More Gaming For Good: Charity Bundles, Fortnite Team Up To Raise Millions For Ukraine
from the gaming-for-good dept
Once again, here comes the video game industry to do good in the world. Despite being the easy villain for many, including grandstanding politicians, video games and their communities can often be seen doing good for the world. A couple of weeks back, we discussed how one itch.io game bundle was offering thousands of dollars worth of games in a bundle that had over 1,000 titles to raise money for charities supporting Ukrainians. Despite a minimum price of $10 in a “pay what you want” format, that bundle had already raised $2 million from a $100k goal and was then aiming at $4 million instead.
Well, the bundle blew past that goal as well. Instead, that bundle ended up raising over $6 million.
Originally the bundle had a comparatively small goal of $100,000. That goal was smashed quickly and after only 24 hours the indie bundle had already raised just over $1.5 million. It ended yesterday, reaching a grand total of $6,370,557.
Pretty impressive. Especially when you consider that the itch.io bundle wasn’t the only game, pun fully intended, in town when it came to raising funds for charities supporting Ukrainians. Humble Bundle got into the act as well, raising an almost identical sum.
As I’m writing this now, the bundle has already passed $6 million. Considering the incredible selection of games on offer and the fact that the whole thing only costs $40, I suspect that by the time this bundle wraps up in a week it will end up raising considerably more than $6 million.
Add both up and that’s over $12 million in charity! (And like I just mentioned, the Humble Bundle will likely raise that number up even more by next week.)
$12 million raised for charity for innocent people living hundreds or thousands of miles away is simply nothing to sneer at. This is the sort of thing that never gets the headlines it deserves. That headline space is apparently instead reserved for whenever there is some violent shooting out there that can be blamed on video games.
But we’re still not done. While these indie sites did great work raising $12 million for these charities, you sort of have to stand in awe of what Epic managed to do by pledging the first two weeks of Fortnite’s 3rd season revenue to charities supporting Ukraine.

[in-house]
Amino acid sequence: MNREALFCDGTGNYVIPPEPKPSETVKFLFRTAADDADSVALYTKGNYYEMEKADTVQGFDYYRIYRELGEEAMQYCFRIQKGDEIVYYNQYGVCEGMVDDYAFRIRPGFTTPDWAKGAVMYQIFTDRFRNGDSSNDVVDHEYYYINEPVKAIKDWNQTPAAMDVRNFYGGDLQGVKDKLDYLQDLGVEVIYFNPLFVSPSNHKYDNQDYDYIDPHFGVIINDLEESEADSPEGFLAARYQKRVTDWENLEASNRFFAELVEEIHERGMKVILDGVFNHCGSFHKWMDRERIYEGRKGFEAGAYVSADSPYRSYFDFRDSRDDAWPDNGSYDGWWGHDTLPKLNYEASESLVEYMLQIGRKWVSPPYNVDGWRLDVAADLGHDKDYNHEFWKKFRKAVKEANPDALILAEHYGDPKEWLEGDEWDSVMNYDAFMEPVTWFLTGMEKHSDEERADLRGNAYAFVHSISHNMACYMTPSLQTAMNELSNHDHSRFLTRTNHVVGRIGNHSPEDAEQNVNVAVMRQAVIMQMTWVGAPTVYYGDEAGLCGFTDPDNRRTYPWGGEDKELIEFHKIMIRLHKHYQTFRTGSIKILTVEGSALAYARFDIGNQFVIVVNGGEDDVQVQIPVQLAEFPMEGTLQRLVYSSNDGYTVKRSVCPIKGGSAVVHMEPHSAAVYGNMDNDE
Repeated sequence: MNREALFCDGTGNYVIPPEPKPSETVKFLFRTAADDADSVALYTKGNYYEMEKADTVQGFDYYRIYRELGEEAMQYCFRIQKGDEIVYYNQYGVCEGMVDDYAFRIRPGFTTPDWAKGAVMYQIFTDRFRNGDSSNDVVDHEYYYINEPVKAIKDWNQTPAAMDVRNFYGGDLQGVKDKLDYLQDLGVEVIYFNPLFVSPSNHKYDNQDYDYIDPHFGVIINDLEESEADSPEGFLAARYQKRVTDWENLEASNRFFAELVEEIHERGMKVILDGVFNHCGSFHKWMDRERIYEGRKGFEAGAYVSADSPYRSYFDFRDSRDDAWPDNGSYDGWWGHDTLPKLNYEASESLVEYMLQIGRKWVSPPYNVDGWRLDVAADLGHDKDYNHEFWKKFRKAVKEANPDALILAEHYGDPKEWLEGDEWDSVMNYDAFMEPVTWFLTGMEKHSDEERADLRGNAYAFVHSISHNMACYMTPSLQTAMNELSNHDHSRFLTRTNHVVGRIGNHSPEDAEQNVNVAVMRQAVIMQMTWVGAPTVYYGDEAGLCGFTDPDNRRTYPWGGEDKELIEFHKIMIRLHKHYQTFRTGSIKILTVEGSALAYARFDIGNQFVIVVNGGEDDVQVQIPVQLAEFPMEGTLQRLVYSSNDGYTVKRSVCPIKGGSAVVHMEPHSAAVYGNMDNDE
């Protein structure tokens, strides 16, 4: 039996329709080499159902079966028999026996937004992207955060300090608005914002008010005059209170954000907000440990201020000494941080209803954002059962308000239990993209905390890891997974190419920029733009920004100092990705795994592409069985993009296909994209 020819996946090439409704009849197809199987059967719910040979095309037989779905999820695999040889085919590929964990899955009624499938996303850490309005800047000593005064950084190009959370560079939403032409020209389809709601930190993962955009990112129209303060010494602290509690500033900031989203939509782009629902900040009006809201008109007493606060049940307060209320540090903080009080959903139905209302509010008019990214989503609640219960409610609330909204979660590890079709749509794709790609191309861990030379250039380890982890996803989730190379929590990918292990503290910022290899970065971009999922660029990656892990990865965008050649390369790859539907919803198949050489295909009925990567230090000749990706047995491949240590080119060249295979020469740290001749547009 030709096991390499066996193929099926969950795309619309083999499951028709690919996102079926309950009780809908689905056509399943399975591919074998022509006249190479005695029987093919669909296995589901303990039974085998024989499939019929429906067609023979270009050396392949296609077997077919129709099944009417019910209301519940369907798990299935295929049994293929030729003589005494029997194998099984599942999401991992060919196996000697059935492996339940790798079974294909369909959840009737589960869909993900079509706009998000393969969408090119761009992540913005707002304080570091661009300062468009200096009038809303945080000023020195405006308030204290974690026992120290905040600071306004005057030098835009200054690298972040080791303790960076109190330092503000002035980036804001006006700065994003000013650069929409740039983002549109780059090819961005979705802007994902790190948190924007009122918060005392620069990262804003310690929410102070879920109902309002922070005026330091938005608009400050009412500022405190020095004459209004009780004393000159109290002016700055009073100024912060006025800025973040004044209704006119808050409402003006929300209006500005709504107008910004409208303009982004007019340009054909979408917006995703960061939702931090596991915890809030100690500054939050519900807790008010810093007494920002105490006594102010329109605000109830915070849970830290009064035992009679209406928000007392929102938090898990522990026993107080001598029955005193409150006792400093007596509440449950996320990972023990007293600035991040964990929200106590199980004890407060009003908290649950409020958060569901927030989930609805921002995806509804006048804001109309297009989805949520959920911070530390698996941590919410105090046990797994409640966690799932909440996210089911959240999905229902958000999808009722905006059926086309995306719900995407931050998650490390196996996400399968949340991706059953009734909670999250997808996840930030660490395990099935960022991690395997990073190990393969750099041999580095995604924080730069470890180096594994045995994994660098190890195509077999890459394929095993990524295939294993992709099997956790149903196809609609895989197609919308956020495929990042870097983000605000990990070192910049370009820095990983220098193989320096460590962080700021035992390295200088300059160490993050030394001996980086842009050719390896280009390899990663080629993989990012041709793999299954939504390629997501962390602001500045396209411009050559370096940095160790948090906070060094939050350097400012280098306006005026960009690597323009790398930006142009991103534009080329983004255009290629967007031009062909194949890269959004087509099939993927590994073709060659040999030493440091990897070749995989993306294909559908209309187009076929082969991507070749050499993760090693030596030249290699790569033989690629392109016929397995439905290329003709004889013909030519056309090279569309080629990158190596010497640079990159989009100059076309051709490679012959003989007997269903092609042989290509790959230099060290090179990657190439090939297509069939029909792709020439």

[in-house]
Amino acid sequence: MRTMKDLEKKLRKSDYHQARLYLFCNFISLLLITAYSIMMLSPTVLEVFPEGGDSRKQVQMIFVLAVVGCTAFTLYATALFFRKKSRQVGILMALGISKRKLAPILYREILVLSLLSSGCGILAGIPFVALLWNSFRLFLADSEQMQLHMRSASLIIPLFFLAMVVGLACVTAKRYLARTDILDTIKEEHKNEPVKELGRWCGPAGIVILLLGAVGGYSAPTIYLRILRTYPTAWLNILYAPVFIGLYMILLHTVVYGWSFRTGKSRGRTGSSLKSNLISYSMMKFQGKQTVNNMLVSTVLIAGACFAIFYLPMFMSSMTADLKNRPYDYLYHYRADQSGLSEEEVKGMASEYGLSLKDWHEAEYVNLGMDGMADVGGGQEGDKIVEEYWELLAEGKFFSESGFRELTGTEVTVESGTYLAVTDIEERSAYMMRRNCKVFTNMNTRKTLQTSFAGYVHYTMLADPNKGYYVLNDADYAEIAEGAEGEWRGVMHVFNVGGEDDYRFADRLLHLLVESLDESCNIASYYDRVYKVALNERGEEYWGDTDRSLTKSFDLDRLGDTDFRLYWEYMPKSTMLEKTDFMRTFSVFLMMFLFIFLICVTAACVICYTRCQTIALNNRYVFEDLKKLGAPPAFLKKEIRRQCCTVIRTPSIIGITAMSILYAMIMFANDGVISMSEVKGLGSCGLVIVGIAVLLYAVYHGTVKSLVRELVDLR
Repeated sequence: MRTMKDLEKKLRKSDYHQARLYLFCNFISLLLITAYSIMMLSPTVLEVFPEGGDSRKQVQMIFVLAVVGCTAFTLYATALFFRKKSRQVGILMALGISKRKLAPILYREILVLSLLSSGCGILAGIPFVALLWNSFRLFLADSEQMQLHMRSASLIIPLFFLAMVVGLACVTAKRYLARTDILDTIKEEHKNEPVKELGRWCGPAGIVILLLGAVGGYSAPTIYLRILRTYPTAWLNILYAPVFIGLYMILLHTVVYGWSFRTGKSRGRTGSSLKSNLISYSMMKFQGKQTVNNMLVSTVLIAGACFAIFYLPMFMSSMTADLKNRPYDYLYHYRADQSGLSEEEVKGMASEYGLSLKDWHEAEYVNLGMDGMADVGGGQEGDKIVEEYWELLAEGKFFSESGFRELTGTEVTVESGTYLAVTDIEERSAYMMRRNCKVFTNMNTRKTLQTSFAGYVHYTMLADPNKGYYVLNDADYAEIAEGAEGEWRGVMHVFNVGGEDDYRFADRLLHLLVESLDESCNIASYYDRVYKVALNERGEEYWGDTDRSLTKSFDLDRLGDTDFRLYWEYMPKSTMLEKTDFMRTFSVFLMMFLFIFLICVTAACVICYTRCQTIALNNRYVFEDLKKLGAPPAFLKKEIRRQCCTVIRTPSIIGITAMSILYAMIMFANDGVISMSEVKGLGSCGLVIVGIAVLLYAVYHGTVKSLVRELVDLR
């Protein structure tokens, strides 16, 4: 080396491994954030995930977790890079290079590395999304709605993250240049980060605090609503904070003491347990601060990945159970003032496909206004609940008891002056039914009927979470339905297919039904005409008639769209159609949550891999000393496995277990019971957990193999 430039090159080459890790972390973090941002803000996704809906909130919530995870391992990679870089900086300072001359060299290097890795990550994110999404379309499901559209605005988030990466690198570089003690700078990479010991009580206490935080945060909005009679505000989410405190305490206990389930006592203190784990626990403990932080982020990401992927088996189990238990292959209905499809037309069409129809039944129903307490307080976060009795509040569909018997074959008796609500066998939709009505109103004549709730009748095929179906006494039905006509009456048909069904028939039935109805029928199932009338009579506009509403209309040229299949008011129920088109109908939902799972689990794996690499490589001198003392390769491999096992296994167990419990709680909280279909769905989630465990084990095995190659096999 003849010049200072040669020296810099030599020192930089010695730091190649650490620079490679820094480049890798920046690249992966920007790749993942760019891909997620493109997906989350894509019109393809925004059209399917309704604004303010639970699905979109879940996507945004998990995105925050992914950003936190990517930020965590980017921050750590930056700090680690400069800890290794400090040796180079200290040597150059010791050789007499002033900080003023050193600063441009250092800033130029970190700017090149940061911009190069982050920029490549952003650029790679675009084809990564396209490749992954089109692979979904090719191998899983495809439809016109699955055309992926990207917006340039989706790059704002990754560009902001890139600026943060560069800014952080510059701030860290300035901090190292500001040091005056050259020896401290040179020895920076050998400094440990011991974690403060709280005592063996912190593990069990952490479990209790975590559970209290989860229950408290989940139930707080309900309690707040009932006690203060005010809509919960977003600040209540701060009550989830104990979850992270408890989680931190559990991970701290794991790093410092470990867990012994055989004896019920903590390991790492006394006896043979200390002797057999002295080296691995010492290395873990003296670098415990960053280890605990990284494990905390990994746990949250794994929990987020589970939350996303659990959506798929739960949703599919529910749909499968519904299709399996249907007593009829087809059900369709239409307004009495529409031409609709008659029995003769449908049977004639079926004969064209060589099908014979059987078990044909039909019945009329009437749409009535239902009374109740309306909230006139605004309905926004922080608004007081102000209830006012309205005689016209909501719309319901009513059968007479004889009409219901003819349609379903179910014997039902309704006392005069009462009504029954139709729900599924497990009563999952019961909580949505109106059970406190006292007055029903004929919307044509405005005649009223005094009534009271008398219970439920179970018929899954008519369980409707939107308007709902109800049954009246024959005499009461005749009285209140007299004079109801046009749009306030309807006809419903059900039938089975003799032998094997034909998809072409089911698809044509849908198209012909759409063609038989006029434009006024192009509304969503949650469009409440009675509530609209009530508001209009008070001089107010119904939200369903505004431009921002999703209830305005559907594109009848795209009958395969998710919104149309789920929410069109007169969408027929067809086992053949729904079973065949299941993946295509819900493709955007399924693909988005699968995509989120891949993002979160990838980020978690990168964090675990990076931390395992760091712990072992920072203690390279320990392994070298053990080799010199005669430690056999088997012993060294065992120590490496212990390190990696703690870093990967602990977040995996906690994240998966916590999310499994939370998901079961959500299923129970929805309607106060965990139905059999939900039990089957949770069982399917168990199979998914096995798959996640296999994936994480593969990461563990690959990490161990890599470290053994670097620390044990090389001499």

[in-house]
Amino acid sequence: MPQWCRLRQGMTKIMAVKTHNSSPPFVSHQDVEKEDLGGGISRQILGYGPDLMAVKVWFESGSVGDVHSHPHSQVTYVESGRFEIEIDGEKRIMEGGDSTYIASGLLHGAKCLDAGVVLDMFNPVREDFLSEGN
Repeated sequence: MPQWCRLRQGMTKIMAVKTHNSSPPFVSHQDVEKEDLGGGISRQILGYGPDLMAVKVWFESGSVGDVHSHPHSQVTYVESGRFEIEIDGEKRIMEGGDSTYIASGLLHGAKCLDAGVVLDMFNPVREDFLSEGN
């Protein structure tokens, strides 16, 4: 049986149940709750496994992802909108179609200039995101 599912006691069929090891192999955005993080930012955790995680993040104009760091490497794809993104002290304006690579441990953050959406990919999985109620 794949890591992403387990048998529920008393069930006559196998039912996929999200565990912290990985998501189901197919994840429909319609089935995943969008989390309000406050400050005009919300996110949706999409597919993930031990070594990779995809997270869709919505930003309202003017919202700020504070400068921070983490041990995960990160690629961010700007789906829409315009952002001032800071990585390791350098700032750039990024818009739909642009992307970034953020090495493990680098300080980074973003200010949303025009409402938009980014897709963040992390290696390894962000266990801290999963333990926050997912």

Yesterday, Epic launched the next season of Fortnite, and announced that for the following two weeks all the money it makes from in-game purchases in the popular battle royale will be donated to charities supporting humanitarian efforts in Ukraine. Now, just 24 hours later, and with 13 days remaining, Epic has revealed that it has already raised an eye-popping $36 million.
According to Epic, all the money earned will be donated to a selection of organizations, which includes Direct Relief, the United Nations High Commissioner for Refugees, the United Nations Children’s Fund, and the World Food Program. Epic says it will add more charities in the weeks to come.
In addition, Epic isn’t waiting for the actual money to filter in from their partners and affiliates. Instead, it is firing the money off to charities as soon as the purchase is reported. That’s also no small thing.
The point here is not that all video games and gamers are good all of the time. That would be absurd. Instead, the point here is that the gaming industry and community, so often the scapegoat for many of the world’s ills, is not actually the world’s villain.
That would be Vladimir Putin, frankly, and the gaming industry is trying to help.
Filed Under: charity, fortnite, ukraine, video game bundles, video games
Companies: epic, humble bundle, itch.io
Comments on “More Gaming For Good: Charity Bundles, Fortnite Team Up To Raise Millions For Ukraine”
Fornite up to $70 million, the HumbleBundle ended at just under 21 million, and the itch.io was just over 6 million. That’s $97 million dollars from gamers in a few weeks. I think we can all agree on one thing: Fuck Putin.
Agreed, Fuck Putin. The world will be better off when he is gone.
Maybe if he took his aggression out in video games he wouldn’t have the need to do it in the real world.
Gamers get a lot of flak because many who aren’t into their world assume that a lot of what they do and invest in is low-stakes, meaningless virtual numbers that aren’t relevant to anyone else, while the rest of the “real world” is out there solving problems that have no straightforward answers. Of course, it’s not so much that there aren’t any answers, it’s that giving everyone a fair chance is not what people in power are usually interested in.
Gamers understand goals in far simpler terms, and that’s why they’ll look at something achievable and actually go ahead and do it, instead of hemming and hawing over whose toes they might step on or whose stakeholders’ cocks need to be sucked. For politicians and Tero Pulkinnen, that simply doesn’t make sense. The only move they have is to vilify gaming culture as a whole.
Re: Re: Re:
“the rest of the “real world” is out there solving problems that have no straightforward answers. Of course, it’s not so much that there aren’t any answers”
Which, of course, is bullshit. It’s an entertainment medium, and leisure time spent playing a game is no different overall to leisure time spent watching TV, reading a book or participating in any passive entertainment that most people making such criticisms participate in regularly.
Gamers are also not a hive mind who do everything the same and never do any other activity. If an argument depends on pretending they are, it’s failed before you even try to come up with excuses as to why the hobby is less valuable to society than watching the Kardashians, even though I’d personally consider the latter to be actively harmful.